The pandemic disrupted our kids’ education — and they will be OK

Elementary students run in a school hallway. (Getty)
Elementary students run in a school hallway. (Getty)

As the school year winds down, I can almost hear a collective exhale. Our kids physically went to school for an entire year. Keeping up with changing guidance around COVID kept us on our toes, but most of us escaped a return to the exhausting and lonely days of remote education.

The return to in-person learning this year has been crucial for so many children, especially the most vulnerable. One of the many lessons of the pandemic was demonstrating the breadth of integral roles that schools play. In addition to teaching academic skills, schools are also one of the largest providers of childcare, health care, mental health care and nutrition. Schools are often the first to flag developmental delays and link students to needed services. Many suffered severely from the loss of school-based resources during the pandemic.

As a developmental neuropsychologist, I have had a front-row seat to the impact of educational disruption on child and family functioning. Early in the pandemic, we saw an alarming increase in the need for mental health support. Waiting lists for psychiatric services grew, as did the number of children in emergency departments with mental health crises. These were often young people who were already vulnerable, whether due to pre-existing mental health or developmental concerns, or the increased family stress associated with pandemic-related insecurity about food, housing or employment.

We cannot underestimate or overlook the impact that this experience has had on children — they are all on a slightly different developmental trajectory now.

With the return to in-person school, we began seeing children who were struggling to meet academic expectations. I saw young children who were way behind in reading and other early academic skills, like mastering the alphabet, knowing the sounds that match individual letters or accurately counting small groups of objects. Some had diagnosable learning disorders, but others were behind simply because they had not yet had enough exposure to the learning environment. Telling the difference between these two possibilities with absolute certainty was sometimes impossible and, either way, intervention was clearly needed.

Similarly, we heard reports of teachers describing youth as years behind in social and emotional development. There were more preschoolers who struggled to separate from parents, but they had never had other caregivers. Young children had difficulty with give-and-take during interactive play, but they also had fewer playdates with same-aged peers. Egged on by social media challenges, middle schoolers vandalized schools without a full appreciation of expectations and consequences. High schoolers needed more support to manage what would normally have been routine expectations around academic and social independence.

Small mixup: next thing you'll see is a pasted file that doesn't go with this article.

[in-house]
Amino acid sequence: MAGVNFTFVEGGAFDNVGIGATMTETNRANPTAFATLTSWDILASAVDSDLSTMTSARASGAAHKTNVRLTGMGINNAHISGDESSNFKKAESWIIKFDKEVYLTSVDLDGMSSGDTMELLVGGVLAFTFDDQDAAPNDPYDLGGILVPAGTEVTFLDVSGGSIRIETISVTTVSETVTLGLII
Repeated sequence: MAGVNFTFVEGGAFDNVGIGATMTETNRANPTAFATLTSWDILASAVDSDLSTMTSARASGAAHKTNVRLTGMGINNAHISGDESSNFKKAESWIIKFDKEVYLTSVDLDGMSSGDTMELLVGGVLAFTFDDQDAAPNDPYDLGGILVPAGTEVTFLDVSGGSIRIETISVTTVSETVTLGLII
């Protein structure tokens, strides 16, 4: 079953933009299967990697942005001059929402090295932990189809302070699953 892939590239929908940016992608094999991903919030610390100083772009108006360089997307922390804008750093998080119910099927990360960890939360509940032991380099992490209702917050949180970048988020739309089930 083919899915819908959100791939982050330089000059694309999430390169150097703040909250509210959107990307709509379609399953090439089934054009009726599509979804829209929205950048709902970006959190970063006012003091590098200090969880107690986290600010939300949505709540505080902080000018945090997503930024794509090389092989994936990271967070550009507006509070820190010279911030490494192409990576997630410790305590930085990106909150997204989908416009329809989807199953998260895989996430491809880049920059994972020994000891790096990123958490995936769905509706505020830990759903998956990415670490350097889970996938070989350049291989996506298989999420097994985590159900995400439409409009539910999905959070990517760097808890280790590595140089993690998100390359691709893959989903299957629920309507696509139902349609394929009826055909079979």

Seeing so many children who were behind in key developmental areas has worried me. There are critical windows in brain development when children are more likely to master specific skills. Language-based academic skills are most easily learned in early childhood, just as social and emotional regulation skills develop quickly in early adolescence. The school environment provides a framework for kids to practice these skills, and opportunities for adults to quickly recognize when development is off-course.

Early identification of concerns provides more time for remediation — and sooner is almost always better. Without appropriate interventions, gaps between typical and atypical development can widen over time. Given the extent to which our educational systems were overwhelmed, I lobbied hard for my patients to receive school-based services to address even mild delays.

I have hope that their pandemic experiences might also be a catalyst for innovation and creativity when today’s youth become adults.

At the same time, I began to realize that it wasn’t completely fair to hold this pandemic cohort to the same standards as those before them. Fortunately, while the brain is hard-wired to be more receptive to learning some skills within specific developmental windows, it also retains an enormous amount of flexibility, or plasticity, throughout the lifespan. This allows our experiences and our environment to shape who we become.

And indeed, every generation is molded by the events of their time — I have hope that their pandemic experiences might also be a catalyst for innovation and creativity when today’s youth become adults.

The scale of educational disruption during this pandemic has been truly unprecedented in modern history. We cannot underestimate or overlook the impact that this experience has had on children — they are all on a slightly different developmental trajectory now. Yet accepting this fact does not mean that we should be complacent about the considerable work ahead in helping children who face developmental challenges.

So, we should all take a moment to celebrate having finished a very difficult school year. But we should not lose sight of the pandemic’s continuing impact on children, their families and our entire country in the years ahead.

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Molly Colvin Cognoscenti contributor
Molly Colvin, PhD ABPP is a developmental neuropsychologist, director of the Learning and Emotional Assessment Program (LEAP) at Massachusetts General Hospital, and assistant professor of psychology at Harvard Medical School.



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